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Being a subject, then, within the scope of police power, the question arising is whether the Act so passed violated the provisions of the Constitution mentioned, prohibiting a delegation of legislative power to make laws. This question arises primarily as a result of, and out of, the powers conferred upon the Pink Bollworm Commission, the Governor, and the Commissioner of Agriculture, and especially in so far as same creates a crime or makes an offense against the penal law of this state.

Article II, Section 1, of our State Constitution precludes one branch of our government from delegating to another the power and authority conferred upon it by the Constitution.

The question of this delegation of authority has been much before the courts, and especially is that true in recent years by the enlarged powers conferred upon administrative boards and tribunals. The...

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21 practice notes
  • State v. Rhine, No. PD-0912-08.
    • United States
    • Court of Appeals of Texas. Court of Criminal Appeals of Texas
    • September 23, 2009
    ...or officer power to prescribe details, Margolin v. State, 151 Tex.Cr.R. 132, 205 S.W.2d 775 (1947); Williams v. State, 146 Tex.Cr.R. 430, 176 S.W.2d 177 (1943), such as to establish rules, regulations or minimum standards reasonably necessary to carry out the expressed purpose of the act. B......
  • McNeill v. Phillips, NO. 14-18-00278-CV
    • United States
    • Court of Appeals of Texas
    • August 20, 2019
    ...are "really designed to accomplish a purpose properly falling within the scope of police power." Williams v. State , 146 Tex.Crim. 430, 176 S.W.2d 177, 182 (Tex. Crim. App. 1943). Here, McNeill has alleged Defendants improperly took his money via (inter alia ) the application of an erroneou......
  • Texas Boll Weevil Eradication Foundation, Inc. v. Lewellen, Nos. 96-0745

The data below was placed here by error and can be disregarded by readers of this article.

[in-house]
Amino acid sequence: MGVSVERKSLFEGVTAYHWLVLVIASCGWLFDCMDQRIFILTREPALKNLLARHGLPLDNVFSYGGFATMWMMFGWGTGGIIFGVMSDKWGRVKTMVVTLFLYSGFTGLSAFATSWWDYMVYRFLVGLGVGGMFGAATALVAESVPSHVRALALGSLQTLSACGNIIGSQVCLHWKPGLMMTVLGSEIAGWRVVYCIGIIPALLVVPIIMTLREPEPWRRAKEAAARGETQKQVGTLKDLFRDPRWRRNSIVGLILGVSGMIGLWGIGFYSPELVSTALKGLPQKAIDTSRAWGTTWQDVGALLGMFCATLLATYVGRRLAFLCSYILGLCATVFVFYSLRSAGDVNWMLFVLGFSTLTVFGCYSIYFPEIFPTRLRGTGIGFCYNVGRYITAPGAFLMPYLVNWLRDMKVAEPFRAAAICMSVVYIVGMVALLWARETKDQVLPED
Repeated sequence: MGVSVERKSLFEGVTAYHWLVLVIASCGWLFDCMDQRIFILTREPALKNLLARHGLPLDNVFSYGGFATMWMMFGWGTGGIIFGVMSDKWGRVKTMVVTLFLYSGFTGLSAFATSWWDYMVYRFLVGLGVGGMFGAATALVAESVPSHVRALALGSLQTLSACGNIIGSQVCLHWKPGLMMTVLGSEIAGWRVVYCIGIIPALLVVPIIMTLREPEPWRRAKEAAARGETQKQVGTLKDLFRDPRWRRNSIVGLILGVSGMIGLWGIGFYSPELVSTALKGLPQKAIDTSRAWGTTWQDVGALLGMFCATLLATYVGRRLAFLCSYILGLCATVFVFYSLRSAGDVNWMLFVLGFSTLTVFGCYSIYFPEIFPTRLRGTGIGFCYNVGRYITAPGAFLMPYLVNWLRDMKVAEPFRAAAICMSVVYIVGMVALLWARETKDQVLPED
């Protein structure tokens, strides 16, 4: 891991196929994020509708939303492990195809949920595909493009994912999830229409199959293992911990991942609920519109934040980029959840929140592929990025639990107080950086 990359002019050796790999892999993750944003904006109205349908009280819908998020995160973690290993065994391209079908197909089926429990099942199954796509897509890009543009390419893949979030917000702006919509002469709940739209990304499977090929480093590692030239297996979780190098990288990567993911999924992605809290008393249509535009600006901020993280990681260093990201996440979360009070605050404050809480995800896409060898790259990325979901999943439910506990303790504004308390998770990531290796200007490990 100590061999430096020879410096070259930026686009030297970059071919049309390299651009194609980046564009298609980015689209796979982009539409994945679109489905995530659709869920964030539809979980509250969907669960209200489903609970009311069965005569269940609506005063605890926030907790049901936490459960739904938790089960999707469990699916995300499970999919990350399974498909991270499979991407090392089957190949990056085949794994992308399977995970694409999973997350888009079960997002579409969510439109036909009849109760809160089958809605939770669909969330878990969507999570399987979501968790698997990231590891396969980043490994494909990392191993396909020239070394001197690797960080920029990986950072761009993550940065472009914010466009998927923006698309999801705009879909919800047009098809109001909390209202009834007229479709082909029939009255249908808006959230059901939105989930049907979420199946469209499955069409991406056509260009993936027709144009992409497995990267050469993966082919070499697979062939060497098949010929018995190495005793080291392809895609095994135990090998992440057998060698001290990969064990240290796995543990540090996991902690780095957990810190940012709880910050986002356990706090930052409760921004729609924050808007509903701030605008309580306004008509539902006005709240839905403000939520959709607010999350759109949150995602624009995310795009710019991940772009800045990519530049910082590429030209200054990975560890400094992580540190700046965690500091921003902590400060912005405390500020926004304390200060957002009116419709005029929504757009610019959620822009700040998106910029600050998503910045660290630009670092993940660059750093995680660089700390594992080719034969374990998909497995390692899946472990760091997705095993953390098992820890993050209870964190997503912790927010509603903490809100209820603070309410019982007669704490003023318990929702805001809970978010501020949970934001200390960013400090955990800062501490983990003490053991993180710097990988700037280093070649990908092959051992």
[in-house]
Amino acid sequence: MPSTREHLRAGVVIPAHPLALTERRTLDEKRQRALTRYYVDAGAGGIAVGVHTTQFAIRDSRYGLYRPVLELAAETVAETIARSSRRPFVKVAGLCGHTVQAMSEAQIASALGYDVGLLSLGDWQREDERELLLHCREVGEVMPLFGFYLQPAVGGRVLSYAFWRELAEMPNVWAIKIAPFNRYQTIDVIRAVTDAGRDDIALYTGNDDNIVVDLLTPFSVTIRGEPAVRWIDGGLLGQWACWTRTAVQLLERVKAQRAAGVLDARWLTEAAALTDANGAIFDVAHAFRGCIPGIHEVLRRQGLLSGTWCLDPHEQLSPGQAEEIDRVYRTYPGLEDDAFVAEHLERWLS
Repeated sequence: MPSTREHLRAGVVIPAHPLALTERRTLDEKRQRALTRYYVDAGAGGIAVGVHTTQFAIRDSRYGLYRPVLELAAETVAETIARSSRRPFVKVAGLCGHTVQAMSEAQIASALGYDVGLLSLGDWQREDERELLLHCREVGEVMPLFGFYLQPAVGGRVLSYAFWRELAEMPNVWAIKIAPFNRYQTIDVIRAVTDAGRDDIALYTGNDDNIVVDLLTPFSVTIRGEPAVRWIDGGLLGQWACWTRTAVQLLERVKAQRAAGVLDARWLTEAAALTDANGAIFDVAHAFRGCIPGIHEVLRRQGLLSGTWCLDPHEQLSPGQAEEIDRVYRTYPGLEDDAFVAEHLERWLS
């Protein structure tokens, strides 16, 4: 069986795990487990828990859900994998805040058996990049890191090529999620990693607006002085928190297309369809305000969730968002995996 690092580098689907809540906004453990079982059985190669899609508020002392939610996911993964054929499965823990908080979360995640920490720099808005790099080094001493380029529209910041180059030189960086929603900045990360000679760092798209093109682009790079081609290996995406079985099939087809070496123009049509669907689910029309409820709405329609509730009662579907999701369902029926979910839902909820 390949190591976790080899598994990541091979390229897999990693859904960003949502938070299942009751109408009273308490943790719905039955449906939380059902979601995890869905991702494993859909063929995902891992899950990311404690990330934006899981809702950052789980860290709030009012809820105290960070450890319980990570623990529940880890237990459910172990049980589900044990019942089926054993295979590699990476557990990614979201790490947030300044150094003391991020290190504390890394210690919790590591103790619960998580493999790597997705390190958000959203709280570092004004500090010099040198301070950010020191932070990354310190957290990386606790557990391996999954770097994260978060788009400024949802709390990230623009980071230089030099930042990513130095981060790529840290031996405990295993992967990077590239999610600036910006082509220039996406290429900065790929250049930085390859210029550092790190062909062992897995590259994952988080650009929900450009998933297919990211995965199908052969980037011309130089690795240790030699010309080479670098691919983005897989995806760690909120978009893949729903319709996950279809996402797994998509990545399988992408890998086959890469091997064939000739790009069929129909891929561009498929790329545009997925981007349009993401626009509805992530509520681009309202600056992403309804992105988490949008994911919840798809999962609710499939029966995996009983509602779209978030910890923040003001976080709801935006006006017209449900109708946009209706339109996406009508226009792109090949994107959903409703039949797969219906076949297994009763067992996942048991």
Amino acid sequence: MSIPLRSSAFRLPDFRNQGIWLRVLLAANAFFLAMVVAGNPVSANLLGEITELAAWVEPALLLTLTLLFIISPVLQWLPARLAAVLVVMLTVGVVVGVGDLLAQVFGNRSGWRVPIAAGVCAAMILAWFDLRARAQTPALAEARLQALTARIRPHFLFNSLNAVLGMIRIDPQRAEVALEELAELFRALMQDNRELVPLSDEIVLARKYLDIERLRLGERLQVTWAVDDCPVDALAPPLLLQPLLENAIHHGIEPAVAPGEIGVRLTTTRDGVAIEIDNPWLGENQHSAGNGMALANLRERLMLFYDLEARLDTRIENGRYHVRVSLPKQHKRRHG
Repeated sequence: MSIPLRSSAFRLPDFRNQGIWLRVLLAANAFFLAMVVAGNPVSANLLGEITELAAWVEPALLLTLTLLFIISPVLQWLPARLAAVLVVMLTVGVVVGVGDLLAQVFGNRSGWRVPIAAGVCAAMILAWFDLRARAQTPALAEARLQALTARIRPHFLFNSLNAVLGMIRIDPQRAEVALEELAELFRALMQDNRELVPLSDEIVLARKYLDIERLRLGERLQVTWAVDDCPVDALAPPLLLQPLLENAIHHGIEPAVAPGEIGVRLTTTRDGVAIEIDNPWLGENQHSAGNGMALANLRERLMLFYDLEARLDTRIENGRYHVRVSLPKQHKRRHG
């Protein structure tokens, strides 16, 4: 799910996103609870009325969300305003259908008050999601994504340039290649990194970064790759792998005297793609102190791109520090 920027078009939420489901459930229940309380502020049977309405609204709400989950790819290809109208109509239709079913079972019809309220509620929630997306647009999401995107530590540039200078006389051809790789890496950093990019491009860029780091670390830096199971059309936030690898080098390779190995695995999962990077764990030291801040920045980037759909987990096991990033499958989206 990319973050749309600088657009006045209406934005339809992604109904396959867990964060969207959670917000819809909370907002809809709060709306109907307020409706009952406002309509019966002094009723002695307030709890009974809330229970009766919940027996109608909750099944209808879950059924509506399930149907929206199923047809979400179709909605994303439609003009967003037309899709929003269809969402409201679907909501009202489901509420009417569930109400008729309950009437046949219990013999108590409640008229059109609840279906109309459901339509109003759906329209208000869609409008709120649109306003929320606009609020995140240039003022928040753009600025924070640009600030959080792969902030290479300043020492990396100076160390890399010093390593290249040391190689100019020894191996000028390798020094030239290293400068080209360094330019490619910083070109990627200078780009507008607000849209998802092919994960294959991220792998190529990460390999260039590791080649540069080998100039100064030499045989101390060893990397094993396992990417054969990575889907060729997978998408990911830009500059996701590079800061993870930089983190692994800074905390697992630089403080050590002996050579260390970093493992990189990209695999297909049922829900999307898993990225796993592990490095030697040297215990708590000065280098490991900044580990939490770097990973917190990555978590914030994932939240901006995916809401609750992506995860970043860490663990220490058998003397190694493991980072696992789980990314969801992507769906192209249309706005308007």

• United States
    • Supreme Court of Texas
    • October 9, 1997
    ...Pope v. City of Houston, 559 S.W.2d 905, 907-908 (Tex.Civ.App.--Waco 1977, writ ref'd n.r.e.). In Williams v. State, 146 Tex.Crim. 430, 176 S.W.2d 177 (App.1943), the Court of Criminal Appeals, in reviewing the validity of planting restrictions aimed at controlling the pink bollworm, noted ......
  • Grunsfeld v. State, Nos. 1037-91
    • United States
    • Court of Appeals of Texas. Court of Criminal Appeals of Texas
    • October 28, 1992
    ...at 514 (Tex.Cr.App.1978), citing Margolin v. State, 151 Tex.Cr.R. 132, 205 S.W.2d 775 (1947) and Williams v. State, 146 Tex.Cr.R. 430, 176 S.W.2d 177 (1943). That primary standard must be "capable of reasonable application." Id. "[A]n arbitrary, uncontrolled, and unreviewable discretion may......
  • Request a trial to view additional results
21 cases
  • State v. Rhine, No. PD-0912-08.
    • United States
    • Court of Appeals of Texas. Court of Criminal Appeals of Texas
    • September 23, 2009
    ...or officer power to prescribe details, Margolin v. State, 151 Tex.Cr.R. 132, 205 S.W.2d 775 (1947); Williams v. State, 146 Tex.Cr.R. 430, 176 S.W.2d 177 (1943), such as to establish rules, regulations or minimum standards reasonably necessary to carry out the expressed purpose of the act. B......
  • McNeill v. Phillips, NO. 14-18-00278-CV
    • United States
    • Court of Appeals of Texas
    • August 20, 2019
    ...are "really designed to accomplish a purpose properly falling within the scope of police power." Williams v. State , 146 Tex.Crim. 430, 176 S.W.2d 177, 182 (Tex. Crim. App. 1943). Here, McNeill has alleged Defendants improperly took his money via (inter alia ) the application of an erroneou......
  • Texas Boll Weevil Eradication Foundation, Inc. v. Lewellen, Nos. 96-0745
    • United States
    • Supreme Court of Texas
    • October 9, 1997
    ...Pope v. City of Houston, 559 S.W.2d 905, 907-908 (Tex.Civ.App.--Waco 1977, writ ref'd n.r.e.). In Williams v. State, 146 Tex.Crim. 430, 176 S.W.2d 177 (App.1943), the Court of Criminal Appeals, in reviewing the validity of planting restrictions aimed at controlling the pink bollworm, noted ......
  • Grunsfeld v. State, Nos. 1037-91
    • United States
    • Court of Appeals of Texas. Court of Criminal Appeals of Texas
    • October 28, 1992
    ...at 514 (Tex.Cr.App.1978), citing Margolin v. State, 151 Tex.Cr.R. 132, 205 S.W.2d 775 (1947) and Williams v. State, 146 Tex.Cr.R. 430, 176 S.W.2d 177 (1943). That primary standard must be "capable of reasonable application." Id. "[A]n arbitrary, uncontrolled, and unreviewable discretion may......
  • Request a trial to view additional results